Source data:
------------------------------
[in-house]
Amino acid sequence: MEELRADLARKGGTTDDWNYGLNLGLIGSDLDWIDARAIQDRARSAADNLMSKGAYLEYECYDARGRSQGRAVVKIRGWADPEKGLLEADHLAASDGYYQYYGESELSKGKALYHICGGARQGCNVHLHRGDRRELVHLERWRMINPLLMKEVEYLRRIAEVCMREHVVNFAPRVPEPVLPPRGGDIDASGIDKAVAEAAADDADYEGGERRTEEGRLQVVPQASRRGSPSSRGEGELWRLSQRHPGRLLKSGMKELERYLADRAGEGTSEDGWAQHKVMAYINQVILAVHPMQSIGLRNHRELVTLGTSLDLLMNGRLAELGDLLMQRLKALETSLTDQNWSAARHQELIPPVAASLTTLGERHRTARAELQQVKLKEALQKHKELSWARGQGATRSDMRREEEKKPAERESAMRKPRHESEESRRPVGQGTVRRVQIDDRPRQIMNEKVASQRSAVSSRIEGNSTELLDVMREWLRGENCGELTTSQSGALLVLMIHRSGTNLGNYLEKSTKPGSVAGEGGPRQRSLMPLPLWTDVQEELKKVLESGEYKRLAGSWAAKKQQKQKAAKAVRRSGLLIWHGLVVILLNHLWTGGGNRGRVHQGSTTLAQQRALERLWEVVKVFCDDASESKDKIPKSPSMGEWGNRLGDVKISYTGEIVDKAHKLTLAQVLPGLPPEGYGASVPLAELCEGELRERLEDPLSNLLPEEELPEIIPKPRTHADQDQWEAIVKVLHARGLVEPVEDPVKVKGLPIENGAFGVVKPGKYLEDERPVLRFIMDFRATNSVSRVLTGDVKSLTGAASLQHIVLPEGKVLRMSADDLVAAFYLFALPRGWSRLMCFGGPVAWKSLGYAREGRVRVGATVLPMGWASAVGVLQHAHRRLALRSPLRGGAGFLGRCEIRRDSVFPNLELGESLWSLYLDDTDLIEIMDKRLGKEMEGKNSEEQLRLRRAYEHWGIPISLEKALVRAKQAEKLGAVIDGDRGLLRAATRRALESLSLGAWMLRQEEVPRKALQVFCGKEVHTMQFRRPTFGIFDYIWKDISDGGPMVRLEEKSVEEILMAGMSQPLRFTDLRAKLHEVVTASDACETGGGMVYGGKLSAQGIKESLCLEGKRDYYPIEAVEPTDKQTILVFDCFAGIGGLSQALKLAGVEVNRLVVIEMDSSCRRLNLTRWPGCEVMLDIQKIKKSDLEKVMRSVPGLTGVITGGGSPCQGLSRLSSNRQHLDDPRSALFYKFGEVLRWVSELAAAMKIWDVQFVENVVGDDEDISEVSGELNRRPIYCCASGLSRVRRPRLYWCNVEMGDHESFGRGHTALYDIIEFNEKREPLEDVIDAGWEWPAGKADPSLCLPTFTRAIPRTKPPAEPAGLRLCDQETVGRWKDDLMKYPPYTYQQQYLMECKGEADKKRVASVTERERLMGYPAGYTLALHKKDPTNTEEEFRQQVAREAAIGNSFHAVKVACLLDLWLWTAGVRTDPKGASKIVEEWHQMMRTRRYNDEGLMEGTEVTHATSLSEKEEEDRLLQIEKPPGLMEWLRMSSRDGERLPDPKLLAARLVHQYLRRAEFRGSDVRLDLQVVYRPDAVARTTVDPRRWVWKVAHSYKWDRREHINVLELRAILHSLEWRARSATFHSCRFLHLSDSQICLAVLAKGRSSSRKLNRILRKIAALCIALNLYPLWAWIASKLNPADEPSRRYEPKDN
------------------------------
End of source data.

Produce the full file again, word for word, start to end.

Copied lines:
[in-house]
Amino acid sequence: MEELRADLARKGGTTDDWNYGLNLGLIGSDLDWIDARAIQDRARSAADNLMSKGAYLEYECYDARGRSQGRAVVKIRGWADPEKGLLEADHLAASDGYYQYYGESELSKGKALYHICGGARQGCNVHLHRGDRRELVHLERWRMINPLLMKEVEYLRRIAEVCMREHVVNFAPRVPEPVLPPRGGDIDASGIDKAVAEAAADDADYEGGERRTEEGRLQVVPQASRRGSPSSRGEGELWRLSQRHPGRLLKSGMKELERYLADRAGEGTSEDGWAQHKVMAYINQVILAVHPMQSIGLRNHRELVTLGTSLDLLMNGRLAELGDLLMQRLKALETSLTDQNWSAARHQELIPPVAASLTTLGERHRTARAELQQVKLKEALQKHKELSWARGQGATRSDMRREEEKKPAERESAMRKPRHESEESRRPVGQGTVRRVQIDDRPRQIMNEKVASQRSAVSSRIEGNSTELLDVMREWLRGENCGELTTSQSGALLVLMIHRSGTNLGNYLEKSTKPGSVAGEGGPRQRSLMPLPLWTDVQEELKKVLESGEYKRLAGSWAAKKQQKQKAAKAVRRSGLLIWHGLVVILLNHLWTGGGNRGRVHQGSTTLAQQRALERLWEVVKVFCDDASESKDKIPKSPSMGEWGNRLGDVKISYTGEIVDKAHKLTLAQVLPGLPPEGYGASVPLAELCEGELRERLEDPLSNLLPEEELPEIIPKPRTHADQDQWEAIVKVLHARGLVEPVEDPVKVKGLPIENGAFGVVKPGKYLEDERPVLRFIMDFRATNSVSRVLTGDVKSLTGAASLQHIVLPEGKVLRMSADDLVAAFYLFALPRGWSRLMCFGGPVAWKSLGYAREGRVRVGATVLPMGWASAVGVLQHAHRRLALRSPLRGGAGFLGRCEIRRDSVFPNLELGESLWSLYLDDTDLIEIMDKRLGKEMEGKNSEEQLRLRRAYEHWGIPISLEKALVRAKQAEKLGAVIDGDRGLLRAATRRALESLSLGAWMLRQEEVPRKALQVFCGKEVHTMQFRRPTFGIFDYIWKDISDGGPMVRLEEKSVEEILMAGMSQPLRFTDLRAKLHEVVTASDACETGGGMVYGGKLSAQGIKESLCLEGKRDYYPIEAVEPTDKQTILVFDCFAGIGGLSQALKLAGVEVNRLVVIEMDSSCRRLNLTRWPGCEVMLDIQKIKKSDLEKVMRSVPGLTGVITGGGSPCQGLSRLSSNRQHLDDPRSALFYKFGEVLRWVSELAAAMKIWDVQFVENVVGDDEDISEVSGELNRRPIYCCASGLSRVRRPRLYWCNVEMGDHESFGRGHTALYDIIEFNEKREPLEDVIDAGWEWPAGKADPSLCLPTFTRAIPRTKPPAEPAGLRLCDQETVGRWKDDLMKYPPYTYQQQYLMECKGEADKKRVASVTERERLMGYPAGYTLALHKKDPTNTEEEFRQQVAREAAIGNSFHAVKVACLLDLWLWTAGVRTDPKGASKIVEEWHQMMRTRRYNDEGLMEGTEVTHATSLSEKEEEDRLLQIEKPPGLMEWLRMSSRDGERLPDPKLLAARLVHQYLRRAEFRGSDVRLDLQVVYRPDAVARTTVDPRRWVWKVAHSYKWDRREHINVLELRAILHSLEWRARSATFHSCRFLHLSDSQICLAVLAKGRSSSRKLNRILRKIAALCIALNLYPLWAWIASKLNPADEPSRRYEPKDN